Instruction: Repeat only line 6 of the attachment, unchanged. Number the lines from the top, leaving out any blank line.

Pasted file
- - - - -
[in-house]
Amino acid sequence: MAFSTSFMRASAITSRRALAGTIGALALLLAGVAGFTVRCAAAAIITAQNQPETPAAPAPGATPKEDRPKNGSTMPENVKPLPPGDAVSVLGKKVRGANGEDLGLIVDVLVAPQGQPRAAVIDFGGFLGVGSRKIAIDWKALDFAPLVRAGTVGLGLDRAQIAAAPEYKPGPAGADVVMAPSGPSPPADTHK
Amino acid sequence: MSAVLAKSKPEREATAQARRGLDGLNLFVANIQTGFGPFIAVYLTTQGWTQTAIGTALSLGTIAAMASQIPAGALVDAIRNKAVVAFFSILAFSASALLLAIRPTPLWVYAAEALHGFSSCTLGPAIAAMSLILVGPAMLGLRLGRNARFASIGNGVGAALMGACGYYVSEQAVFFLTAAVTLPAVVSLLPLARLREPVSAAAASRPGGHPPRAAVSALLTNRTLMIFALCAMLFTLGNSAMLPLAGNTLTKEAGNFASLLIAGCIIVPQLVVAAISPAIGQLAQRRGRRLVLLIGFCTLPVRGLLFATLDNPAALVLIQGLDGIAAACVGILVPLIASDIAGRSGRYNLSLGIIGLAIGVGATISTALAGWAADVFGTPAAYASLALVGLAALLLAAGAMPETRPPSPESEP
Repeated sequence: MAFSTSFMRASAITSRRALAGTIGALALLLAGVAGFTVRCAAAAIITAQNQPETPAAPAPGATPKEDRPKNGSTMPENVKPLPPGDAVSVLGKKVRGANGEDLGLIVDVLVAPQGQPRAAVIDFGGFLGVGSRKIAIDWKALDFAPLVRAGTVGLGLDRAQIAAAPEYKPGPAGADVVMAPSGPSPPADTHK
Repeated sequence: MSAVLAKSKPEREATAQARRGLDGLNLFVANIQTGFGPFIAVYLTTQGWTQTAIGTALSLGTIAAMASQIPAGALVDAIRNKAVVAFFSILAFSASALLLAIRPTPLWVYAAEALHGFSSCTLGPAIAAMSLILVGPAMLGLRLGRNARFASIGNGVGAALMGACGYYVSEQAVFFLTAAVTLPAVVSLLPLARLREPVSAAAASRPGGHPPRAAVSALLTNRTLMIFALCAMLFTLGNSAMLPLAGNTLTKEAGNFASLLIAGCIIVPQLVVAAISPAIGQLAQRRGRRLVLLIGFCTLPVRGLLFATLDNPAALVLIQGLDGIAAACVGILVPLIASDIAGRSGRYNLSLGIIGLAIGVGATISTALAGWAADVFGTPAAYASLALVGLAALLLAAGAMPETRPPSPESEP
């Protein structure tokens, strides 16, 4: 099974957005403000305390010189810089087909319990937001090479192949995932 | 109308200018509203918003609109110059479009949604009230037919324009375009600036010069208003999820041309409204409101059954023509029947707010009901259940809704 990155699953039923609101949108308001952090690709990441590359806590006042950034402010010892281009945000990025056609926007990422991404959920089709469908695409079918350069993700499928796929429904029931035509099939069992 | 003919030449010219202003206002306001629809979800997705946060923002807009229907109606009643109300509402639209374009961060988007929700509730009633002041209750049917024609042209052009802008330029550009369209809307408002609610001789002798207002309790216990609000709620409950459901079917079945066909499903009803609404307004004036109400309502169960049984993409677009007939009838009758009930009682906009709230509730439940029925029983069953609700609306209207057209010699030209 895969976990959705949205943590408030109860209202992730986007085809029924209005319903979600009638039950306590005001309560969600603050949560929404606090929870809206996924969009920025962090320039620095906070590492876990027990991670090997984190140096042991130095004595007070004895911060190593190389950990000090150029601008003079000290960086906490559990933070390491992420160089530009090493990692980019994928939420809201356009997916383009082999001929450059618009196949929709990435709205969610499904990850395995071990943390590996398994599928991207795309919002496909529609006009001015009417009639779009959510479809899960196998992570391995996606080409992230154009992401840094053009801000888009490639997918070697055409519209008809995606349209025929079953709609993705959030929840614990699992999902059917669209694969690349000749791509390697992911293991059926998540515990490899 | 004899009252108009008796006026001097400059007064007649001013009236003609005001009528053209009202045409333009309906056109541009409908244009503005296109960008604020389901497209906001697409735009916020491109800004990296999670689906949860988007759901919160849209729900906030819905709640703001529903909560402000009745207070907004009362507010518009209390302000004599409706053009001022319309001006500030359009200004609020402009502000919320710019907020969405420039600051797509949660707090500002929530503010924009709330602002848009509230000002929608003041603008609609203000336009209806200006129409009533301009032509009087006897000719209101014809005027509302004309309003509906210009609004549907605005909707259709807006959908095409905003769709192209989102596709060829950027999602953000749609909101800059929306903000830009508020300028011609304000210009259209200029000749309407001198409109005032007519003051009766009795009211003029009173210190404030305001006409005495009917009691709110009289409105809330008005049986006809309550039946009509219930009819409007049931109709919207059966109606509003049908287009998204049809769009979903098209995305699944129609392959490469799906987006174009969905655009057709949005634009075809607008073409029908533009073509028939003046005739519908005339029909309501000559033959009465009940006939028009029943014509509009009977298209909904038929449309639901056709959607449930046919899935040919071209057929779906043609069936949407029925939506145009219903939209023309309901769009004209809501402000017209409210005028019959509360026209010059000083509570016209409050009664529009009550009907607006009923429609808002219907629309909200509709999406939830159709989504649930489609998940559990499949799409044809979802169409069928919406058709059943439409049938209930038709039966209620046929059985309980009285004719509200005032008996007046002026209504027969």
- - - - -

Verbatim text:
């Protein structure tokens, strides 16, 4: 099974957005403000305390010189810089087909319990937001090479192949995932 | 109308200018509203918003609109110059479009949604009230037919324009375009600036010069208003999820041309409204409101059954023509029947707010009901259940809704 990155699953039923609101949108308001952090690709990441590359806590006042950034402010010892281009945000990025056609926007990422991404959920089709469908695409079918350069993700499928796929429904029931035509099939069992 | 003919030449010219202003206002306001629809979800997705946060923002807009229907109606009643109300509402639209374009961060988007929700509730009633002041209750049917024609042209052009802008330029550009369209809307408002609610001789002798207002309790216990609000709620409950459901079917079945066909499903009803609404307004004036109400309502169960049984993409677009007939009838009758009930009682906009709230509730439940029925029983069953609700609306209207057209010699030209 895969976990959705949205943590408030109860209202992730986007085809029924209005319903979600009638039950306590005001309560969600603050949560929404606090929870809206996924969009920025962090320039620095906070590492876990027990991670090997984190140096042991130095004595007070004895911060190593190389950990000090150029601008003079000290960086906490559990933070390491992420160089530009090493990692980019994928939420809201356009997916383009082999001929450059618009196949929709990435709205969610499904990850395995071990943390590996398994599928991207795309919002496909529609006009001015009417009639779009959510479809899960196998992570391995996606080409992230154009992401840094053009801000888009490639997918070697055409519209008809995606349209025929079953709609993705959030929840614990699992999902059917669209694969690349000749791509390697992911293991059926998540515990490899 | 004899009252108009008796006026001097400059007064007649001013009236003609005001009528053209009202045409333009309906056109541009409908244009503005296109960008604020389901497209906001697409735009916020491109800004990296999670689906949860988007759901919160849209729900906030819905709640703001529903909560402000009745207070907004009362507010518009209390302000004599409706053009001022319309001006500030359009200004609020402009502000919320710019907020969405420039600051797509949660707090500002929530503010924009709330602002848009509230000002929608003041603008609609203000336009209806200006129409009533301009032509009087006897000719209101014809005027509302004309309003509906210009609004549907605005909707259709807006959908095409905003769709192209989102596709060829950027999602953000749609909101800059929306903000830009508020300028011609304000210009259209200029000749309407001198409109005032007519003051009766009795009211003029009173210190404030305001006409005495009917009691709110009289409105809330008005049986006809309550039946009509219930009819409007049931109709919207059966109606509003049908287009998204049809769009979903098209995305699944129609392959490469799906987006174009969905655009057709949005634009075809607008073409029908533009073509028939003046005739519908005339029909309501000559033959009465009940006939028009029943014509509009009977298209909904038929449309639901056709959607449930046919899935040919071209057929779906043609069936949407029925939506145009219903939209023309309901769009004209809501402000017209409210005028019959509360026209010059000083509570016209409050009664529009009550009907607006009923429609808002219907629309909200509709999406939830159709989504649930489609998940559990499949799409044809979802169409069928919406058709059943439409049938209930038709039966209620046929059985309980009285004719509200005032008996007046002026209504027969």